It is for the same reason improper to address the Epitaph to the passenger, a custom which an injudicious veneration for antiquity introduced again at the revival of letters, and which, among many others, Passeratius suffered to mislead him in his Epitaph upon the heart of Henry king of France, who was stabbed by Cle-instructed by what methods this boasted reputament the monk; which yet deserves to be in- tion is to be obtained. serted, for the sake of showing how beautiful even improprieties may become in the hands of a good writer.

The reader of this Epitaph receives scarce any idea from it; he neither conceives any veneration for the man to whom it belongs, nor is

Nemo me decoret lacrumis, nec funera, fletu
Faxit. Cur? volito vivu' per ora virum.

Though a sepulchral inscription is professedly a panegyric, and, therefore, not confined to historical impartiality, yet it ought always to be

written with regard to truth. No man ought to be commended for virtues which he never possessed, but whoever is curious to know his faults must inquire after them in other places; the monuments of the dead are not intended to perpetuate the memory of crimes, but to exhibit patterns of virtue. On the tomb of Mæcenas his luxury is not to be mentioned with his munificence, nor is the proscription to find a place on the monument of Augustus.

The best subject for Epitaphs is private virtue; virtue exerted in the same circumstances in which the bulk of mankind are placed, and which, therefore, may admit of many imitators. He that has delivered his country from oppression, or freed the world from ignorance and error, can excite the emulation of a very small number; but he that has repelled the temptations of poverty, and disdained to free himself from distress at the expense of his virtue, may animate multitudes, by his example, to the same firmness of heart and steadiness of resolution.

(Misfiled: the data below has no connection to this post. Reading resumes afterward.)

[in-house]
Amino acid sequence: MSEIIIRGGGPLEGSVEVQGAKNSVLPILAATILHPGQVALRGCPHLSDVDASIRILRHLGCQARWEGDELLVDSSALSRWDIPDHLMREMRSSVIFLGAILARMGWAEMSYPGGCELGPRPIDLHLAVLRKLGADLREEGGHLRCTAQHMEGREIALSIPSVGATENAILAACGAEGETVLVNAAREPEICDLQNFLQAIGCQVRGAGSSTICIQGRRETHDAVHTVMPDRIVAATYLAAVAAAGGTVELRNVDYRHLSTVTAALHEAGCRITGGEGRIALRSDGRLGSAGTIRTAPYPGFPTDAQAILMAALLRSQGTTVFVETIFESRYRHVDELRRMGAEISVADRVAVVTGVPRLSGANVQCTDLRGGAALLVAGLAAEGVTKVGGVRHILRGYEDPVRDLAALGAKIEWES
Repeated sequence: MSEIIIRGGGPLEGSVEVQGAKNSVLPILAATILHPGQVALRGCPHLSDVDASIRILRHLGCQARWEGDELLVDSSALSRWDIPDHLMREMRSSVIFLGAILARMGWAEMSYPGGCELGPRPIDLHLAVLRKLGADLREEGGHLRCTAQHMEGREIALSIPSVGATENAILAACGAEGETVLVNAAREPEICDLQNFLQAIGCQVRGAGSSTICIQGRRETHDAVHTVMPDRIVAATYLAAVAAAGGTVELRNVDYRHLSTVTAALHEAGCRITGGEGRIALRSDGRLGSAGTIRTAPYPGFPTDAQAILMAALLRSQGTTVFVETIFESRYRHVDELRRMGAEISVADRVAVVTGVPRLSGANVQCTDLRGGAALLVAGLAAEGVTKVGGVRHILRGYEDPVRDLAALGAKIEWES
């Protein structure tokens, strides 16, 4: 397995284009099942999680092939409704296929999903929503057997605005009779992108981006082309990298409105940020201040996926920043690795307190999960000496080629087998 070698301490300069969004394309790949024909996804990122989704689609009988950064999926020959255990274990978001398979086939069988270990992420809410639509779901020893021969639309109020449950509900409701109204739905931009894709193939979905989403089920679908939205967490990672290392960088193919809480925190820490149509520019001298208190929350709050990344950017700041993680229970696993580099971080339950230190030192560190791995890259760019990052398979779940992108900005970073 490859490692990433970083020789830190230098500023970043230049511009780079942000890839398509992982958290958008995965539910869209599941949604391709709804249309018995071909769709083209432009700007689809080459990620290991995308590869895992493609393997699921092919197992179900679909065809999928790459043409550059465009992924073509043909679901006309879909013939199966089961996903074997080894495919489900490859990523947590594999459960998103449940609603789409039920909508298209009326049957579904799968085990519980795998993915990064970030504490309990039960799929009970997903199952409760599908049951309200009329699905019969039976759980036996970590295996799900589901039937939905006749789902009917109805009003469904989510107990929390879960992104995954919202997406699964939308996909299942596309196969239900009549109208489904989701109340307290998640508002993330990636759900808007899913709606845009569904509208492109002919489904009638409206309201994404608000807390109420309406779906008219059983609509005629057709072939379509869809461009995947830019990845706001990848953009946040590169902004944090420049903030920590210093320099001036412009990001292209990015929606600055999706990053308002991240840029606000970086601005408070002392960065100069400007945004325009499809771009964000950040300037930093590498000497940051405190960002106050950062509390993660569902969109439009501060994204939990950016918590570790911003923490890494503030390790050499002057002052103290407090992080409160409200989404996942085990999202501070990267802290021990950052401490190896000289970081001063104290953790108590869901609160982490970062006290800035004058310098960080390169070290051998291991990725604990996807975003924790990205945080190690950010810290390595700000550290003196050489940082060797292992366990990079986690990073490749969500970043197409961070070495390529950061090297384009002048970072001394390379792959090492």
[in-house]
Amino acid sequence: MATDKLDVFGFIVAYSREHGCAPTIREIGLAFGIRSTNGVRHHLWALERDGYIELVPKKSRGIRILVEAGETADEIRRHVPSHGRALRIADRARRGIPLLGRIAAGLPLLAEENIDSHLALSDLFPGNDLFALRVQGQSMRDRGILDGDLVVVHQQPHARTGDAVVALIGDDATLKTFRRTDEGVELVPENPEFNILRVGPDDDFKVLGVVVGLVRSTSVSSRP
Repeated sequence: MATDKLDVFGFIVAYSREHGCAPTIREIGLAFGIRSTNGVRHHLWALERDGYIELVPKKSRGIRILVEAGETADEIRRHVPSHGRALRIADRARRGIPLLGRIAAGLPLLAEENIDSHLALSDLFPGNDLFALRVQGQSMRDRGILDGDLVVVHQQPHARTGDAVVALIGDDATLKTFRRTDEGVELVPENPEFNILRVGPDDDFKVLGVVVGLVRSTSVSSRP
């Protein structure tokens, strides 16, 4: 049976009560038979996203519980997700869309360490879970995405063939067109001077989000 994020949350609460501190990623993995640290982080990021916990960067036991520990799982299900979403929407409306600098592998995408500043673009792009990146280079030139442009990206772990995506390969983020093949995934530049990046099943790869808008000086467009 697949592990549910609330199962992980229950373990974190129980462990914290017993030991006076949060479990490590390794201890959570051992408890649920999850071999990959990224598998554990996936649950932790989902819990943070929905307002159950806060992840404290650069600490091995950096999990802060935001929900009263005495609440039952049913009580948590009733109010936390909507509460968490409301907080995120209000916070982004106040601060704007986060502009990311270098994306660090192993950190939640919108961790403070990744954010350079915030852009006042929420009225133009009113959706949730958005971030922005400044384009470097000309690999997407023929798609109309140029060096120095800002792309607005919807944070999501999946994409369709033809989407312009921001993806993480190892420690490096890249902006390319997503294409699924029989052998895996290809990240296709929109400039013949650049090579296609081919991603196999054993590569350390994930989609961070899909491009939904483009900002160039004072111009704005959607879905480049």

Of this kind I cannot forbear the mention of two Greek inscriptions; one upon a man whose writings are well known, the other upon a person whose memory is preserved only in her Epitaph, who both lived in slavery, the most calamitous estate in human life;

Ζωσιμη ή πριν εουσα μονῳ τῷ σώματι δουλή, Και τῷ σώματι νυν εὗρεν ελευθερίην.

Zosima, quæ solo fuit olim corpore serva, Corpore nunc etiam libera facta fuit. "ZOSIMA, who in her life could only have her body enslaved, now finds her body likewise set at liberty."

It is impossible to read this Epitaph without being animated to bear the evils of life with constancy, and to support the dignity of human nature under the most pressing afflictions, both by the example of the heroine, whose grave we behold, and the prospect of that state in which, to use the language of the inspired writers, "The poor cease from their labours, and the weary be


Ir is now more than half a century since the "Paradise Lost," having broke through the


at rest.

The other is upon Epictetus, the Stoic philosopher:

"It is to be hoped, nay, it is expected, that the elegant and nervous writer, whose judicious sentiments, and inimitable style, points out the author of Lauder's Preface and Postscript, will no longer allow one to plume himself with his feathers, who appears o little to have deserved his assistance; an assistance which I am persuaded would never have been communicated, had there been the least suspicion

Δουλος Επίκτητος γενόμην, και σωμί αναπηρος, Και πενίην Ιρος, και Φιλος Αθανατες.

Servus Epictetus, mutilatus corpore, vixi Pauperieque Irus, curaque prima Deûn.